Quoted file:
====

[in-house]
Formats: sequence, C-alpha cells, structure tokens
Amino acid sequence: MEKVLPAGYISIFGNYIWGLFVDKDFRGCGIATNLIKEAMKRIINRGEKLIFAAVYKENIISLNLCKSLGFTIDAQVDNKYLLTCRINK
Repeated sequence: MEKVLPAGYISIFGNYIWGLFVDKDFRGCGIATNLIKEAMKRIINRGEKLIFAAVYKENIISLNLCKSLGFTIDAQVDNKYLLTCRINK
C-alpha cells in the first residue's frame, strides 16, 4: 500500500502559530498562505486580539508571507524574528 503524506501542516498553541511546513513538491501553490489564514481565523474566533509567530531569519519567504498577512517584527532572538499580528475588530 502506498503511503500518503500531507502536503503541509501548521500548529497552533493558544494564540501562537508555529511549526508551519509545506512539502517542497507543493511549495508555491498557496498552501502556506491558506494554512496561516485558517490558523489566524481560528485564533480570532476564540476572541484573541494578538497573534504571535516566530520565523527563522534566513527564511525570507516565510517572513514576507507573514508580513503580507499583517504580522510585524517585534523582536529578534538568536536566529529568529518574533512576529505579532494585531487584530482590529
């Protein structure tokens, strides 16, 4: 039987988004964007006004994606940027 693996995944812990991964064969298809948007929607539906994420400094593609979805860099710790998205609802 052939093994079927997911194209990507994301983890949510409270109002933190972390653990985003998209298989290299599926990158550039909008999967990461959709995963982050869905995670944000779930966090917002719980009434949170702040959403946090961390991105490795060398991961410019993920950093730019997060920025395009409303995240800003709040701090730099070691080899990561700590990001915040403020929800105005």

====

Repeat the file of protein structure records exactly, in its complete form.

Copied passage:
[in-house]
Formats: sequence, C-alpha cells, structure tokens
Amino acid sequence: MEKVLPAGYISIFGNYIWGLFVDKDFRGCGIATNLIKEAMKRIINRGEKLIFAAVYKENIISLNLCKSLGFTIDAQVDNKYLLTCRINK
Repeated sequence: MEKVLPAGYISIFGNYIWGLFVDKDFRGCGIATNLIKEAMKRIINRGEKLIFAAVYKENIISLNLCKSLGFTIDAQVDNKYLLTCRINK
C-alpha cells in the first residue's frame, strides 16, 4: 500500500502559530498562505486580539508571507524574528 503524506501542516498553541511546513513538491501553490489564514481565523474566533509567530531569519519567504498577512517584527532572538499580528475588530 502506498503511503500518503500531507502536503503541509501548521500548529497552533493558544494564540501562537508555529511549526508551519509545506512539502517542497507543493511549495508555491498557496498552501502556506491558506494554512496561516485558517490558523489566524481560528485564533480570532476564540476572541484573541494578538497573534504571535516566530520565523527563522534566513527564511525570507516565510517572513514576507507573514508580513503580507499583517504580522510585524517585534523582536529578534538568536536566529529568529518574533512576529505579532494585531487584530482590529
């Protein structure tokens, strides 16, 4: 039987988004964007006004994606940027 693996995944812990991964064969298809948007929607539906994420400094593609979805860099710790998205609802 052939093994079927997911194209990507994301983890949510409270109002933190972390653990985003998209298989290299599926990158550039909008999967990461959709995963982050869905995670944000779930966090917002719980009434949170702040959403946090961390991105490795060398991961410019993920950093730019997060920025395009409303995240800003709040701090730099070691080899990561700590990001915040403020929800105005």